The ambiguity of language is an unremarkable, yet persistent force within our legal system. In the context of patent law, ambiguity presents a particularly acute dilemma; namely, while describing technological innovations is a salient feature of the patent system, affecting the validity and scope of one’s property right, the blunt nature of language makes this task particularly difficult. This paper argues to address this vexing fixture, patent doctrine purposely embraces ambiguity as a linguistic accommodation that provides measured flexibility for actors to claim and describe their innovations. It should not be surprising, therefore, that some of patent law’s most venerable doctrines, such as the requirements for enablement and definiteness reflect this form of ambiguity — two doctrines directly tethered to the disclosure function of patent law.
At first blush, it may seem ironic that purposeful ambiguity would find a home in patent law, given that patent jurisprudence is a property rights regime so closely related to technological fields steeped in empirical certainty. But from a greater remove, ambiguity has an important role in a well-functioning patent system, providing judges, practitioners, and policymakers with room to lithely navigate the ex ante-ex post incentive continuum.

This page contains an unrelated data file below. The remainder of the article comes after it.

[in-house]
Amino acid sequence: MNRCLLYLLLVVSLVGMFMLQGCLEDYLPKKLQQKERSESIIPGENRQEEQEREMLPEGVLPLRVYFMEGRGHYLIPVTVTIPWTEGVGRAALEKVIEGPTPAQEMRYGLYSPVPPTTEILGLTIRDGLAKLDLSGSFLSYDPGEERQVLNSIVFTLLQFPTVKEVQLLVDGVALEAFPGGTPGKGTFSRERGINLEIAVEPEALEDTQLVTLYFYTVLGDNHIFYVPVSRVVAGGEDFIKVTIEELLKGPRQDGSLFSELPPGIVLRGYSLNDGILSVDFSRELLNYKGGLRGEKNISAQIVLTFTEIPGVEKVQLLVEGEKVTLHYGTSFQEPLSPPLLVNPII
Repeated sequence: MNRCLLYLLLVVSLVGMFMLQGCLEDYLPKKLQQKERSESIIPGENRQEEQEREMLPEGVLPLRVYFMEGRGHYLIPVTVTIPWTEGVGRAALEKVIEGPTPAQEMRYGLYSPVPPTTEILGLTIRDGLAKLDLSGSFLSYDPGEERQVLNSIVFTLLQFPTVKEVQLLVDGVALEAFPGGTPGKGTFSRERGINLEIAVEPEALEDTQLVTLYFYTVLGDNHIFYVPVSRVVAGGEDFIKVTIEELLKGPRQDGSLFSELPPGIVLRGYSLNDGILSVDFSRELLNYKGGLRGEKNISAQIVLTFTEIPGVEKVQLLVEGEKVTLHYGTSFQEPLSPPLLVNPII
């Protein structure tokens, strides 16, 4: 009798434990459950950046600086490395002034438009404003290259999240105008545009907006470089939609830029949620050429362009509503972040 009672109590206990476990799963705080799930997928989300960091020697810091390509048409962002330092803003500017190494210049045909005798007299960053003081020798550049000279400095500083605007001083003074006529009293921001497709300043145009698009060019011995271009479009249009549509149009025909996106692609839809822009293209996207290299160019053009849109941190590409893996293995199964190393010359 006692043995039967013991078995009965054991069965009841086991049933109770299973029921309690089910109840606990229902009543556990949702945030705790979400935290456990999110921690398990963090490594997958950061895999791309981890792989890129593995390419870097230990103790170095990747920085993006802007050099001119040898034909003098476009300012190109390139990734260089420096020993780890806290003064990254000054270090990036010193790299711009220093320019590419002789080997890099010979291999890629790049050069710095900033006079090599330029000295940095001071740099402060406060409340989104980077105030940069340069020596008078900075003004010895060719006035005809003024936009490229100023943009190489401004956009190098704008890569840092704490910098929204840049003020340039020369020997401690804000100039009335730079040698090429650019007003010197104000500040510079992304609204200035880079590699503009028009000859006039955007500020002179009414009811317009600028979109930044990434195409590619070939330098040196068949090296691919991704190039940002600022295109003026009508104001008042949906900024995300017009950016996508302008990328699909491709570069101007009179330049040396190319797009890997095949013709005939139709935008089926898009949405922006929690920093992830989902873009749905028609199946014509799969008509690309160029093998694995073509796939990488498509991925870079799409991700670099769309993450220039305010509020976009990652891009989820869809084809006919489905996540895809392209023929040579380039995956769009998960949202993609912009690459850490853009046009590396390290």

Language, Legal Definition, Patent Law, Reasonable Certainty
87 Tennessee Law Review 187 (2019)
Nard, Craig Allen, "Patent Law’s Purposeful Ambiguity" (2020). Faculty Publications. 2113.